I keep an archive of every biography I have ever created or used. There are dozens of them. I have short bios and long bios. I have bios skewed toward writing and others that reflect aspects of my academic work. These bios show that over the course of my career my trajectory, focus and story have evolved.
The biography is how we want to be seen
While my biography is a hybrid of who I am and how I see myself, it’s most importantly how I’d like you to see me. The best bios reflect the bigger story of how we see ourselves in relation to the rest of the world. I strangely enjoy reading other people’s bios. What’s most interesting is to read the bio of someone I know well. Contrasting what I know with what they write tells the most interesting things about a person.
Beyond the traditional biography, the Twitter bio tells its own story. As described by the New York Times in 2013, “The Twitter bio is a postmodern art form, an opportunity in 160 characters or fewer to cleverly synopsize one’s professional and personal accomplishments, along with a carefully edited non sequitur or two.” My Twitter bios are similarly archived in Evernote.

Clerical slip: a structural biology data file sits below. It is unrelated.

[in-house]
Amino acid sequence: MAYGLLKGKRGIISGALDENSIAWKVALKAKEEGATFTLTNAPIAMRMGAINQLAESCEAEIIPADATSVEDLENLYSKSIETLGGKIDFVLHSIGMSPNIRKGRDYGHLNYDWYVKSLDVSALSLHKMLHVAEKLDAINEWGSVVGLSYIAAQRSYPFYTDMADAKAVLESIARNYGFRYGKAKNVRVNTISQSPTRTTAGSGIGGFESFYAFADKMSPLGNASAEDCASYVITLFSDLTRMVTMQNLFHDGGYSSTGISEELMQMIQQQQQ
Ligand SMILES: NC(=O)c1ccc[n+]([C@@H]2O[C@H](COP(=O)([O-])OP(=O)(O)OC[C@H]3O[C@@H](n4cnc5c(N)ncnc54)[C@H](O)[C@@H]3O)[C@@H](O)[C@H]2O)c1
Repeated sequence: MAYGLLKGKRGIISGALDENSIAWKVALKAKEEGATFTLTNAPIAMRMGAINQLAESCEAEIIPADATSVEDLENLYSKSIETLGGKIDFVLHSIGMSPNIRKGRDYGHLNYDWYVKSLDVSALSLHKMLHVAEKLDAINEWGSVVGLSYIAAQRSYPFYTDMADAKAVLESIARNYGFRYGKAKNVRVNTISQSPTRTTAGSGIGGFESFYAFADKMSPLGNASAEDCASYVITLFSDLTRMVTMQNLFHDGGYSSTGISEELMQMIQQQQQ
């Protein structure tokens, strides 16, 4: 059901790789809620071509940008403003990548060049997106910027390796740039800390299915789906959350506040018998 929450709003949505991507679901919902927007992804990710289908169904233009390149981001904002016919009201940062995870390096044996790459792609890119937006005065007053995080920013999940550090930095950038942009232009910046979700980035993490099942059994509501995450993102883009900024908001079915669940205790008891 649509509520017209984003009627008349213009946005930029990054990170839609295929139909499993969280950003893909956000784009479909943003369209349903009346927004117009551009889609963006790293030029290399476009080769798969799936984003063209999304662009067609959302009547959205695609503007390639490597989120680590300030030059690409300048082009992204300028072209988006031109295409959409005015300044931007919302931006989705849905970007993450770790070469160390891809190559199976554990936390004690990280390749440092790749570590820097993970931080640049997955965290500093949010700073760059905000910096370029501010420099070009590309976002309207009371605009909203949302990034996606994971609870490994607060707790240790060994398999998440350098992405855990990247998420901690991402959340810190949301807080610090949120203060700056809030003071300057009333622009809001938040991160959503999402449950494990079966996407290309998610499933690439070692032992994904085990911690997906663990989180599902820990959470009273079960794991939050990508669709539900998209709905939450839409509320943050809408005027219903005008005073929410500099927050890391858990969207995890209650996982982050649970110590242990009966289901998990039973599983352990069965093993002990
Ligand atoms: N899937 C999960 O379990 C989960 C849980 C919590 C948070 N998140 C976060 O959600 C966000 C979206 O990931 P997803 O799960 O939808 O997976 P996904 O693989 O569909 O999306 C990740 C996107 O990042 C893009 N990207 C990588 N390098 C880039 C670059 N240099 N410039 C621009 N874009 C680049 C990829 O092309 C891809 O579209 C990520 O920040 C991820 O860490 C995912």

The biography is a product of public presence
It’s interesting that the biography is a relatively new thing. For most of us it exists only because of our ability to have a public presence. Before any of us had our own platforms for thinking and sharing, the bio was for authors and public figures. Most professionals just had a CV. Otherwise biographies were found in books and magazines where those with permission to speak were heard.
Now the regulars have a story to present. And a simple clip that tells what makes us tick is a necessity of a public age.
You can check out my bio here. But it will change. I’m mid-career and an unfinished product. That’s the way it’s supposed to be.